OAKLAND (KPIX 5) — Ten years after 22-year-old Oscar Grant was shot and killed by BART police officer Johannes Mehserle at an Oakland station, the transit agency’s department looks much different.

Grant was fatally shot at the Fruitvale BART station a few hours after midnight on New Year’s Eve 2009.

Mehserle claimed he meant to shoot Grant with his taser, but drew his gun by mistake. Mehserle was charged with murder and a trial was held in Los Angeles where the jury convicted him of involuntary manslaughter. He was sentenced to two years in jail and was released in 2011.

The incident exposed a number of shortcomings in the BART police department: inadequate training and oversight, antagonism with the public, and outdated policies. Eight months after the shooting, BART police chief Gary Gee retired.

Videos of the shooting were seen around the world and fueled an already-growing demand for a civilian oversight model of policing.

“The triggering event of Oscar Grant’s shooting certainly made it an important time for BART to take some action,” said Russell Bloom, BART’s Independent Police Auditor. Along with the BART Police Citizen Review Board, he investigates and oversees BART police.

The BART Police Citizen Review Board is made up of eleven members of the community, appointed by the BART Board of Directors.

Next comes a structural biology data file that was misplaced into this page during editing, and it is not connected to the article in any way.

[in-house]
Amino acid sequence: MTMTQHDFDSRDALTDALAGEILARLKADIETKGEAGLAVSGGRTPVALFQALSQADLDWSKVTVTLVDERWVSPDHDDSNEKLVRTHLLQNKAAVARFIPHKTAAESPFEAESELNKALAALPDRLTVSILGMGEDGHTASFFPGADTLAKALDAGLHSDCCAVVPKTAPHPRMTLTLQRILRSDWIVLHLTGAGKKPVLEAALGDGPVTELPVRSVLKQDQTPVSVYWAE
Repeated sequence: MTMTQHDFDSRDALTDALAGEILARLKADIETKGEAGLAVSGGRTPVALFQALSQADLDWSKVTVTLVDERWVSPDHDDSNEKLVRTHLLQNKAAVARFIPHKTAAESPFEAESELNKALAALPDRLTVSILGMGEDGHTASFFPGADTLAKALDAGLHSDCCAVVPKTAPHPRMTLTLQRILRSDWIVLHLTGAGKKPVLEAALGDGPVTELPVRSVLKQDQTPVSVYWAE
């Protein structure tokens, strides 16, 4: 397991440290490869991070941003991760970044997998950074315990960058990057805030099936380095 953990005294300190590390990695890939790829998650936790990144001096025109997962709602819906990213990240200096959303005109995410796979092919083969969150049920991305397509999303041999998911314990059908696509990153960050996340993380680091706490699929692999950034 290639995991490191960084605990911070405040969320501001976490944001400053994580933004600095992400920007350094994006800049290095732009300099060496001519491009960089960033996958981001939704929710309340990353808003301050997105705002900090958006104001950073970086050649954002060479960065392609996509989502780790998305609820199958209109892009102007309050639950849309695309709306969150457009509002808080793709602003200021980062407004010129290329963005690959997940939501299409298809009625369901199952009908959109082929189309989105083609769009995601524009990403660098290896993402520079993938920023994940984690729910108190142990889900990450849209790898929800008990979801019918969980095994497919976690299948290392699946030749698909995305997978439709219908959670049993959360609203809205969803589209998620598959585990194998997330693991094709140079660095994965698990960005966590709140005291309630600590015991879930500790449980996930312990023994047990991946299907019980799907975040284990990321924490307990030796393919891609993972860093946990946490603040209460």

“We bring an objective view to the process which should be, and I hope it is, reassuring to the public. That’s what I think will develop over time in the creation of a more trusting relationship, despite any historical experiences that people have had,” Bloom told KPIX.

“It’s important to know also that the current chief [BART police chief Carlos Rojas] and chief’s command staff and the BART Board of Directors are not obstructionist when it comes to hearing and listening to the suggestions that are made either by my office or the BART Police Citizen Review Board,” Bloom said.

The Police Auditor investigates complaints against BART police and makes recommendations for discipline to the Review Board. If the Review Board agrees, the police chief must implement the discipline. An appeal of the decision requires a discussion with Bloom and a member of the Review Board.

In addition to creating civilian oversight, BART police changes include, wearing body cameras, crisis intervention training, and publicly share crime-mapping data.

Bloom says oversight is not about hamstringing police in their duty to keep people safe.

“We really only focus on issues of misconduct, and officers are absolutely able to protect riders without engaging in misconduct,” Bloom said. “We encourage the police department to do everything it can to maintain safety for the riders.”

There will be a vigil for Oscar Grant at the Fruitvale station on Tuesday to mark the ten year anniversary of his death.

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